WASHINGTON — Governors and education chiefs from nine states said Tuesday that a focus on early-childhood education, the changing dynamic of families and supporting low-income students could help improve literacy across the country.
Discussing the nation's literacy crisis at a Washington Post policy forum, the panel of political and education leaders said states need to do more to help children learn to read by the third grade, a key educational milestone at which children shift to "reading to learn." Those who can't read proficiently by third grade are more likely to struggle in later grades.
But the work that would ensure that students can read well by the third grade must start long before a child steps into a classroom, panel members said.
"You can't fix third-grade literacy by focusing only on third-graders," said Delaware Gov. Jack Markell, D.
Mississippi Gov. Phil Bryant, R, gave a provocative answer when asked why the country has slipped in educational achievement. He said he knew he would face criticism for answering honestly but did so anyway: "You want me to tell the truth? I think both parents started working. The mom is in the workplace. It's not a bad thing."
Bryant then explained that families "in today's society" are "challenged" balancing work and home life when both parents have jobs.
Sherece West-Scantlebury, the president and chief executive of the Winthrop Rockefeller Foundation, a nonprofit organization aimed at improving education in Arkansas and a sponsor of the event, said educators need to adjust to changing family structures in the United States because the traditional idea of stay-at-home mothers preparing children for school is increasingly a thing of the past.
"The family has changed, and we still have an antiquated way of teaching in schools," she said.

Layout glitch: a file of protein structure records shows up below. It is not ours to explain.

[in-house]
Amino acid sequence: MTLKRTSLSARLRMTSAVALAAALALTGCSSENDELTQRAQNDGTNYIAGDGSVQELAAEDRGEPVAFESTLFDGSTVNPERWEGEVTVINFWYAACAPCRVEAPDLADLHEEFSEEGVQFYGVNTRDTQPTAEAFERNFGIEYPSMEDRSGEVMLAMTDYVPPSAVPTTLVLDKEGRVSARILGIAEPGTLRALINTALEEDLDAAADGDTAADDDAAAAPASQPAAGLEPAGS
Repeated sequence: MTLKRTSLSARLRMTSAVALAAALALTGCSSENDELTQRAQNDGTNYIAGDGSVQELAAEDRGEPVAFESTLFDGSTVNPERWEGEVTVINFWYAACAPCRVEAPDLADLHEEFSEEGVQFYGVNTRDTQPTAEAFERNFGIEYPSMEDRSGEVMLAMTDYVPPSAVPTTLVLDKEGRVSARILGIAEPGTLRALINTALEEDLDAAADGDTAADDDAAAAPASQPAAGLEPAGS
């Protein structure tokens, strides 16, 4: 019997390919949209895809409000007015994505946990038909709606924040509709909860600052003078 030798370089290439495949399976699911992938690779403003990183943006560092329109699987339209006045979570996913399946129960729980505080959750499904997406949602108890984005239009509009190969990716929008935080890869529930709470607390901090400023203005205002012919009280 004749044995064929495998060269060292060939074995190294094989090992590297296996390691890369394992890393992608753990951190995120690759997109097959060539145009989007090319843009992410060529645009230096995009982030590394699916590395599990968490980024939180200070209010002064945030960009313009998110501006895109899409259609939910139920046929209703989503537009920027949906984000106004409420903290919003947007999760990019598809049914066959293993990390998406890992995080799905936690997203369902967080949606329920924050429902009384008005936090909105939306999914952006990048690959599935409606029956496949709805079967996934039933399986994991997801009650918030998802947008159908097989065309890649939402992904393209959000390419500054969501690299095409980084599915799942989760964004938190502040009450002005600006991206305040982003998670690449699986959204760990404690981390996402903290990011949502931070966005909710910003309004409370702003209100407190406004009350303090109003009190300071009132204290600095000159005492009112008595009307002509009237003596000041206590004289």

Addressing the needs of children who come from low-income families also was a key theme among educators at the forum. Low-income students are more likely to be absent from class and drop out.
According to the Annie E. Casey Foundation, which was a sponsor of Tuesday's event, about 83 percent of fourth-graders eligible for free or reduced-price school lunches in 2009 read below grade level, compared with 55 percent of students who were not eligible for subsidized meals. Such subsidies are a common measure of poverty.
State education chiefs from Georgia, Maryland, Ohio, South Carolina, Virginia and Washington discussed strategies they've been using to help more students with reading, with many turning to social-services programs.
They said they also have changed how they communicate with parents, as more children come from households with two parents who work full-time jobs or don't speak English. In Georgia, some teachers hand-deliver report cards to parents. In South Carolina, teachers call parents regularly, not just when students are in trouble.
Markell, who was on a panel with Bryant and New Mexico Gov. Susana Martinez, R,, said his state recently started dedicating public funds to pre-kindergarten to help improve literacy rates and education. President Barack Obama has made early-childhood education a priority for his second term.
A growing number of states have been holding students back from fourth grade if they can't read proficiently in third grade, in large part because students who don't master the basics of reading by then struggle when they encounter subjects such as science and history in fourth grade. Students who aren't reading at grade level before starting fourth grade are four times as likely to drop out of school, according to research from the Casey Foundation.